Browse "Geographical features"

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Eagle Pass

Eagle Pass, elevation about 550 m, provides a corridor through the Gold Range in the Monashee Mountains between Shuswap Lake and the ​Columbia River, 12 km southwest of ​Revelstoke, British Columbia.

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Eastmain

Eastmain (or East Main) refers to the east shore of Hudson Bay, although in the 1680s the term was restricted to the vicinity of the Eastmain River. The corresponding reference to the west shore of Hudson Bay is the Westmain (West Main).

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Ellef Ringnes Island

Ellef Ringnes Island, 11 295 km2, is part of the SVERDRUP group that borders the Arctic Ocean. Most of the island consists of great thicknesses of sedimentary rock, except for an occurrence of the arctic coastal plain in the northwest corner.

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Ellesmere Island

Ellesmere Island, at 196 236 km2, is the third-largest island in Canada, the 10th-largest island in the world and the most northerly island in the Arctic Archipelago. It is located in Nunavut and is separated from Greenland by Kane Basin and Kennedy Channel, and from Devon Island to the south by Jones Sound.

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Escarpment

This is a steep or vertical cliff which usually extends over a considerable distance. The most common type of escarpment occurs where more resistant strata form a cap rock over easily eroded rocks. As EROSION takes place, the lower rock erodes more rapidly so that the cliff remains very steep.

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Esker

An esker is a ridge (Gaelic eiscir, "ridge") of gravel and sand emplaced during glacial melt by the deposition of sediments from meltwater rivers flowing on the ice (channel fills) or beneath a glacier (tunnel fills).

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Eskimo Lakes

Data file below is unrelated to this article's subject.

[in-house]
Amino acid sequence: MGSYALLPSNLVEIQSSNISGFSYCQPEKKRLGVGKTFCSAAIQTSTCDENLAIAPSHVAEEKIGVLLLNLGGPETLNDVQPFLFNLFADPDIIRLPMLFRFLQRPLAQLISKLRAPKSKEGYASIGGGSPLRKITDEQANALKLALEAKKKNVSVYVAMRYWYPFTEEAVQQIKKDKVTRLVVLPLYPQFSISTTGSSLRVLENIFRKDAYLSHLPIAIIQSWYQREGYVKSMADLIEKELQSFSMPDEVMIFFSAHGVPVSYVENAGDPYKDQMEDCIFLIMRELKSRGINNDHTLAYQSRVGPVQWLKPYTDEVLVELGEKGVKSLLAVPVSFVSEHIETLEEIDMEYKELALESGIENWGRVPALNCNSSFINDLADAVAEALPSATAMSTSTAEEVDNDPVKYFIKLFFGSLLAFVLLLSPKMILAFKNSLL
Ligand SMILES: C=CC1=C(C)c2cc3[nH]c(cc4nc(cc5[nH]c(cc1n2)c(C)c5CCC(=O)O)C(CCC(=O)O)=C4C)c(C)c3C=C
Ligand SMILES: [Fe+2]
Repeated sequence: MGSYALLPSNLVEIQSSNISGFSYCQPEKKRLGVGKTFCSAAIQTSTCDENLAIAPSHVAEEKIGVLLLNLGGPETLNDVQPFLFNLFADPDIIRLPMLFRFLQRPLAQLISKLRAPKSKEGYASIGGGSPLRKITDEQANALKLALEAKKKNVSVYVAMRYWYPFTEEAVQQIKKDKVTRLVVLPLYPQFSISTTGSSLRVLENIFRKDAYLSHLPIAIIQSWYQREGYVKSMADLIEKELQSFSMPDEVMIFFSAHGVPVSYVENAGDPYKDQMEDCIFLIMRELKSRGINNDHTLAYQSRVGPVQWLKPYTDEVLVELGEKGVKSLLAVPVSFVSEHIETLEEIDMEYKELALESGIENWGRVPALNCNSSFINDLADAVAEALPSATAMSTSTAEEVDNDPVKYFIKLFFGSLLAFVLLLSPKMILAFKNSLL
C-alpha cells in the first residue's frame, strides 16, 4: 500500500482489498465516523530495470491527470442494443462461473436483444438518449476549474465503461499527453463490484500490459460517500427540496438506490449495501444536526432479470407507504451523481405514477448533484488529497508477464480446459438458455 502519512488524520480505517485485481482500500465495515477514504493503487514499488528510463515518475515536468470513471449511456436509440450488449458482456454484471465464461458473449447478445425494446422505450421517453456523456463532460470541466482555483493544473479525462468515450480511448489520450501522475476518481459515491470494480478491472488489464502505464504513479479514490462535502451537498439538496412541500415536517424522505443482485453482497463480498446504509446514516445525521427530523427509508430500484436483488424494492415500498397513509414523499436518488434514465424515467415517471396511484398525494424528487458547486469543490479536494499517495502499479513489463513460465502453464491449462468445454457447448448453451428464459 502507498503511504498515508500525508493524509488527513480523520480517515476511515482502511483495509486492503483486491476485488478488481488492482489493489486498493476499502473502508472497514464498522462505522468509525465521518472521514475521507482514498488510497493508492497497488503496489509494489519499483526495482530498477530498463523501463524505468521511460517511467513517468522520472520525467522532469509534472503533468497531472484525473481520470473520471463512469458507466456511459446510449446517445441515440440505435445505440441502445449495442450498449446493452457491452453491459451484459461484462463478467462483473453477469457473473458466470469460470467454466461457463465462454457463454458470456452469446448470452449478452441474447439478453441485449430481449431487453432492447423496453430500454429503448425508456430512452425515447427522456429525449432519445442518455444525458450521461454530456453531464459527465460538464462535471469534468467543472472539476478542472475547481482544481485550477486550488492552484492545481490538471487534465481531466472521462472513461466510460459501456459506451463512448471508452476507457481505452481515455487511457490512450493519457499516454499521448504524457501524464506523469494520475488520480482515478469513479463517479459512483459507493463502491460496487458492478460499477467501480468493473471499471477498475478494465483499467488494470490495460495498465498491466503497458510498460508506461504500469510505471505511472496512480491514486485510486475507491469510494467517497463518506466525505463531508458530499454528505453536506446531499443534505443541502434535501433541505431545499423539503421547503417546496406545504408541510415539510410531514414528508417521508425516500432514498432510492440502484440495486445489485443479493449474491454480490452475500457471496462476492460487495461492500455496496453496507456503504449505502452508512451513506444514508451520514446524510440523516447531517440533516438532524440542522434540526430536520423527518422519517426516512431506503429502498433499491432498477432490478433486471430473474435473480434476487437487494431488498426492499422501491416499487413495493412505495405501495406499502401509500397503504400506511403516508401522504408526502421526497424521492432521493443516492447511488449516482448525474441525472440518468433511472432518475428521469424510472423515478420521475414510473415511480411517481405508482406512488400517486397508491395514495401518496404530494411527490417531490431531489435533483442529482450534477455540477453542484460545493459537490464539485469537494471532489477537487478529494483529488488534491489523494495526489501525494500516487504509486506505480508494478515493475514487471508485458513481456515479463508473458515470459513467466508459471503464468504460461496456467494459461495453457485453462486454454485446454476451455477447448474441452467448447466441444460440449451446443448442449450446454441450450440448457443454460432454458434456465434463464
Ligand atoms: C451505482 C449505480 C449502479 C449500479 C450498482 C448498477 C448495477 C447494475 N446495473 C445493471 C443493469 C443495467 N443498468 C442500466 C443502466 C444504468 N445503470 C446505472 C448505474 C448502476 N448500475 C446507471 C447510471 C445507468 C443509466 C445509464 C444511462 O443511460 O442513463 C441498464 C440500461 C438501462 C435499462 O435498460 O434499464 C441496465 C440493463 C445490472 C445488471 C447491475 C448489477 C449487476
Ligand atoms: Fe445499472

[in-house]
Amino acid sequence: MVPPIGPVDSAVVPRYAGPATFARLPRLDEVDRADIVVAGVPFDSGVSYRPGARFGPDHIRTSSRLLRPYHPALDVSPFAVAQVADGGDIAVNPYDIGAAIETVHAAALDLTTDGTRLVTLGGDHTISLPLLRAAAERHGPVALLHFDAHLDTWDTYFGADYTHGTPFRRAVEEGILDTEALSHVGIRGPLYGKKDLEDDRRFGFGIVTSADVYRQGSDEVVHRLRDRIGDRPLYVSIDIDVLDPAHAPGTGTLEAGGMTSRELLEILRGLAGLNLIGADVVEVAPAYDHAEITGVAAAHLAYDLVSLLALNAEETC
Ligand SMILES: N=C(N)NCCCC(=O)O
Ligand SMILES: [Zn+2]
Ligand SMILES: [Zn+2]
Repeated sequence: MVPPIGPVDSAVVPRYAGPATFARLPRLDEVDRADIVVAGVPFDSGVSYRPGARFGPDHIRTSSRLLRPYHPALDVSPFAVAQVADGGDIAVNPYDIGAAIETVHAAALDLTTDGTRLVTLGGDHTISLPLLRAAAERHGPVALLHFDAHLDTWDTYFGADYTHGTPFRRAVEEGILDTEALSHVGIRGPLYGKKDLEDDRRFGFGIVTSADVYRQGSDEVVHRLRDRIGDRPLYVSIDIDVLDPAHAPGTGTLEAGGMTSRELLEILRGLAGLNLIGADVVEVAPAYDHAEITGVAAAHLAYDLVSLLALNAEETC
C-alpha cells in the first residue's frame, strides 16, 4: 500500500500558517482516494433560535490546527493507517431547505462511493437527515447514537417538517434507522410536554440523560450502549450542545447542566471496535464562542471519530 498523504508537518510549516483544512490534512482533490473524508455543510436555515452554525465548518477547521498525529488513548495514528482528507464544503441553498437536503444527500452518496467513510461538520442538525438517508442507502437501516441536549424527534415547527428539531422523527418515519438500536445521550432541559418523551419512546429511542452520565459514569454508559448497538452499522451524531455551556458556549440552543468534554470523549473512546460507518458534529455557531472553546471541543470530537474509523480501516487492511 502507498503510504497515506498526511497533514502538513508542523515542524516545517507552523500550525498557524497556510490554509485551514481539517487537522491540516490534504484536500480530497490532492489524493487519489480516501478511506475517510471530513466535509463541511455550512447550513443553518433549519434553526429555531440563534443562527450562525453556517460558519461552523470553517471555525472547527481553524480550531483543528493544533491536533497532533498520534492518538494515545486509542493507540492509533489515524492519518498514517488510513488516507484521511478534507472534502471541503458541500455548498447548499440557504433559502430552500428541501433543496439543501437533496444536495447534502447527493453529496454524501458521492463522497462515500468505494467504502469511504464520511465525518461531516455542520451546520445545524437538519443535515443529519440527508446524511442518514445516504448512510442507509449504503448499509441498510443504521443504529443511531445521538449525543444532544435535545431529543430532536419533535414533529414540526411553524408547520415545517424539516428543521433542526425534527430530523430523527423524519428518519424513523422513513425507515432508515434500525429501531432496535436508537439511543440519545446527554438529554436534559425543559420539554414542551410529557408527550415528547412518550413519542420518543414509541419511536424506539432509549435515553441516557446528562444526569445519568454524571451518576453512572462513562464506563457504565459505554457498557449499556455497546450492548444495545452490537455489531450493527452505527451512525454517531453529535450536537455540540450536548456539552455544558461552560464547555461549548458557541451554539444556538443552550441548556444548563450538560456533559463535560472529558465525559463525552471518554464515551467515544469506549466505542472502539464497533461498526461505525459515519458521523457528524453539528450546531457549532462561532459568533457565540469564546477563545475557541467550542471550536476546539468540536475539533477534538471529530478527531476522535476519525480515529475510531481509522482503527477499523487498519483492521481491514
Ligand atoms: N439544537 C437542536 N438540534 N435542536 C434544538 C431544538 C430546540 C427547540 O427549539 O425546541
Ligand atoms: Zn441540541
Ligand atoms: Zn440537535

Eskimo Lakes, 880 km2, lie along the southern edge of the Tuktoyaktuk Peninsula, NWT, and drain into Liverpool Bay on the Beaufort Sea. They are tidal lakes, with tide heights averaging 2 m, and occupy a fault zone separating geological blocks.

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Exploits River

The Exploits River, 246 km long is the longest river on the Island of Newfoundland. Its tributaries, the Lloyds and Victoria rivers, rise in the southwest corner of the Island and flow northeast into Red Indian Lake (250 km2).

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Fairweather Mountain

Fairweather Mountain, elevation 4663 m, is located at the southern end of the St Elias Range, on the BC-Alaska border, where a segment of the BC border juts southwest, nearly cutting off the Alaska Panhandle.

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Fishing Islands

Fishing Islands, an archipelago of about 15 islets in Lake Huron (scattered in an area of 10 km2), lie off the west coast of the Bruce Peninsula in western Ontario between Chiefs Point and Pike Bay.

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Fjord

In oceanographic terminology, fjords are estuaries, ie, semienclosed bodies of water in which seawater is measurably diluted by fresh water from land drainage.

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Fogo Island

Fogo Island, Nfld, 254 km2, 15 km off Newfoundland's north-east coast, was named y do fogo, "fire island", by the Portuguese. The irregularly shaped island, heavily forested in the south, lies on shallow Fogo Shelf, which attracts salmon, cod and other species.

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Foothills

Foothills, a region of rolling, undulating or hilly terrain lying between an area of plains and a mountain range.

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Forest

Main Forest TypesWorldwide there are 3 main forest types related directly to climatic zones: equatorial- and tropical-region forests, temperate-zone forests, and forests associated with colder climates.

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Forest Regions

A forest region is a major geographic belt or zone characterized by a broad uniformity both in physiography and in the composition of the dominant tree species. Canada can be divided into eight forest regions.

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Foxe Basin

Foxe Basin is bordered on its eastern and northern sides by the coast of Baffin Island and in the west by the Melville Peninsula.

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Fraser River

The Fraser River is the longest river in British Columbia, stretching 1,375 km. It begins on the western side of the Rocky Mountains at Mount Robson Provincial Park, and ends in the Strait of Georgia at Vancouver. Named for explorer Simon Fraser, the river was a transportation route and source of food for the Indigenous people of the region long before Fraser travelled its waters. In 1858, gold was discovered on sandbars south of Yale, setting off the Fraser River Gold rush.

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Fraser River Canyon

The Fraser River Canyon was formed during the Miocene period (22.9-5.33 million years ago) when the river cut down into the uplifting southern part of the Interior Plateau of British Columbia. The canyon characteristics of this